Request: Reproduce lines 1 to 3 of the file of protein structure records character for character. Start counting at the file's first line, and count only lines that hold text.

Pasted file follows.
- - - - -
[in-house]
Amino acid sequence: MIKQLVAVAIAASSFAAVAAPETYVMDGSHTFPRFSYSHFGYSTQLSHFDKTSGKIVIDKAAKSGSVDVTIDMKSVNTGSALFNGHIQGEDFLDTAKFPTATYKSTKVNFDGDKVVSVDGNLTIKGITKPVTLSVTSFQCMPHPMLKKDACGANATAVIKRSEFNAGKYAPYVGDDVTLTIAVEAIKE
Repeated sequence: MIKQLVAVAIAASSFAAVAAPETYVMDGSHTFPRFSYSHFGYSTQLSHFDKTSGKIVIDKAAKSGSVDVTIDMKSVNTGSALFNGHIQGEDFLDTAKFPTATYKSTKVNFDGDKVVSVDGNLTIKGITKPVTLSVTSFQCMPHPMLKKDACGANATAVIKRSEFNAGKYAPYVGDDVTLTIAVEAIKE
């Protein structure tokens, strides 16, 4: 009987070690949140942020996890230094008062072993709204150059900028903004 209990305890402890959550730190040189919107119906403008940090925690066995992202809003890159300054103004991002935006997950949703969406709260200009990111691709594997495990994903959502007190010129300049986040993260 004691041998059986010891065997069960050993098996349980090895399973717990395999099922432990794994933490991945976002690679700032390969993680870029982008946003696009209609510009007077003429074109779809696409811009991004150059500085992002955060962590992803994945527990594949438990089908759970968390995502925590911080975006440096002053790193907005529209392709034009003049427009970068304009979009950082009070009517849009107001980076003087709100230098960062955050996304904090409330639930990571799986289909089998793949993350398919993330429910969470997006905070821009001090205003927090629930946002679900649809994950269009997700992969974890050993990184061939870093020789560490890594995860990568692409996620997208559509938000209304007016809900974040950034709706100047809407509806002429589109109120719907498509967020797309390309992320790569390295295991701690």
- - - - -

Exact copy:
[in-house]
Amino acid sequence: MIKQLVAVAIAASSFAAVAAPETYVMDGSHTFPRFSYSHFGYSTQLSHFDKTSGKIVIDKAAKSGSVDVTIDMKSVNTGSALFNGHIQGEDFLDTAKFPTATYKSTKVNFDGDKVVSVDGNLTIKGITKPVTLSVTSFQCMPHPMLKKDACGANATAVIKRSEFNAGKYAPYVGDDVTLTIAVEAIKE
Repeated sequence: MIKQLVAVAIAASSFAAVAAPETYVMDGSHTFPRFSYSHFGYSTQLSHFDKTSGKIVIDKAAKSGSVDVTIDMKSVNTGSALFNGHIQGEDFLDTAKFPTATYKSTKVNFDGDKVVSVDGNLTIKGITKPVTLSVTSFQCMPHPMLKKDACGANATAVIKRSEFNAGKYAPYVGDDVTLTIAVEAIKE